Why didn’t ConnCAN bring more representatives from their “diverse” staff to go speak?

http://www.conncan.org/aboutus/staff

posted by: Noteworthy | April 3, 2012  9:24am

Well done Mssrs. Jefferson and Highsmith. You summed up to a large extent, exactly what’s wrong with Malloy’s version of the bill. It ignores the research, best practices and what’s working. Instead, it defaults to charters, to takeovers, who happen to be the big drivers on Malloy’s version. Why? Because organizations stand to gain tens of millions of dollars. It’s more about the money than it is about the children. The children are just a conduit to get the money and produce largely the same results. But of course, it will take years to determine that, and in the meantime, and maybe longer, Achievement First will get the money which again, is the real goal.

We need real reform lead by real reformers, people who had success in turning around schools with methods that are tried and true.

And by the way, Mr. Malloy, you did bash teachers. You can deny it all you like, kind of like saying the state cop ticket quota is not a quota. Quack. Quack.

posted by: THREEFIFTHS | April 3, 2012  12:49pm

This is Gov. Malloy real plan for school reform.

who owns your child’s school? The rise and rise of edu-business in Britain

Melissa Benn, 3 April 2012

http://www.opendemocracy.net/5050/melissa-benn/who-owns-your-child’s-school-rise-and-rise-of-edu-business-in-britain

posted by: AMM | April 3, 2012  4:45pm

Michael Jefferson is so correct in that we’d be better off educating parents in our failing schools - heck, even successful schools have parents that can use the information.

posted by: Linda12 | April 3, 2012  5:38pm

The truth about reforms in Massachusetts and New Jersey….not Malloy’s spin:

http://blogcea.org/2012/04/03/setting-the-record-straight/

posted by: brutus2011 | April 3, 2012  6:21pm

brutus2011

S.B. 24 is a trojan horse.

As in Greek mythology, this trojan horse is seemingly beneficent but hides within it a conquering horde.

Top-down ed reform seeks to siphon money from public schools and into charter schools.

This is where the real damage lies—our most needy classrooms and students need that money to reach them in the classroom.

I know people who are desperate for their children to “make it” are willing to gamble on any change being preferable to no change at all.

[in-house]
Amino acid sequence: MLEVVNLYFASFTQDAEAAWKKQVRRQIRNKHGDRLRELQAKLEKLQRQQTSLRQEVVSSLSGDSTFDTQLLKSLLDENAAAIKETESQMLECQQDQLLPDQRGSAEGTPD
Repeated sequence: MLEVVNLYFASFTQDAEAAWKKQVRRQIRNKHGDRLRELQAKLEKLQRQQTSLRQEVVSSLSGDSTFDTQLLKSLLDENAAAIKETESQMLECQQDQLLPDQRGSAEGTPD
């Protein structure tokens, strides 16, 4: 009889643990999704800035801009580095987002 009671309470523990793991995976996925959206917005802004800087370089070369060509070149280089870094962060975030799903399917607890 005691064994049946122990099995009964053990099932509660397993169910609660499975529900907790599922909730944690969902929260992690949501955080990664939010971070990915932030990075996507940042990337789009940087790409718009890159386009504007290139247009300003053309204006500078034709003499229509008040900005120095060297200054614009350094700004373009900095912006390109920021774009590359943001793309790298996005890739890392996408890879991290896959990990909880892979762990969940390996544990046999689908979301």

What struggling classes in failing schools really need are the same discovering, questioning, and arguing type of pedagogy that classes in successful schools engage in—and not the tightly controlled regimen that characterizes the “teach to the test” administration of teaching.

The teachers are not incompetent.

The system is dysfunctional.

Nowhere do you hear the governor or even local ed managers utter the words “dysfunctional system.”

They only repeat, “incompetent teachers,” in a myriad of ways—over and over and over again.

Simply not true.

Those at the top never utter the words “dysfunctional system” because those at the top are the dysfunctional system.

So, the teachers hand so those at the top can continue their six-figure salaries and look forward to their six-figure pensions.

Don’t believe me?

Look inside S.B. 24 and see a provision for Superintendent Adamowski’s pension provision.

Believe me now?

posted by: Truthinaction | April 3, 2012  8:13pm

Here’s the message that Malloy should have been stating at this meeting. I care about your kids, we can’t wait, and because of this we need to close the achievement gap immediately. To do this, we will close the corporate tax loopholes and take that much needed revenue and allocate it to the under performing districts so they can have the support teams in place that the high achieving wealthy districts have. Your struggling students will receive full time aides, one on one math resource, reading and ESL support. The teacher will be allowed to lead and provide creative, collaborative learning environments that address individual learning needs and styles.  I’m not hearing any of this…only that they want to tamper with teacher evaluations and tenure.  Which research shows has little or nothing to do with high student achievement.

posted by: Reasonable | April 4, 2012  9:40pm

Gov. Malloy’s Legislative
Education Committee passed a package of watered-down reforms aimed at appeasing teachers unions, but stalled off teachers reforms for at least another year. Malloy has the Democratic lawmakers in his pocket—working in his personal behalf—not education reform. Dannel continues to be “careless with the truth,” because he feels he is politically correct to do so!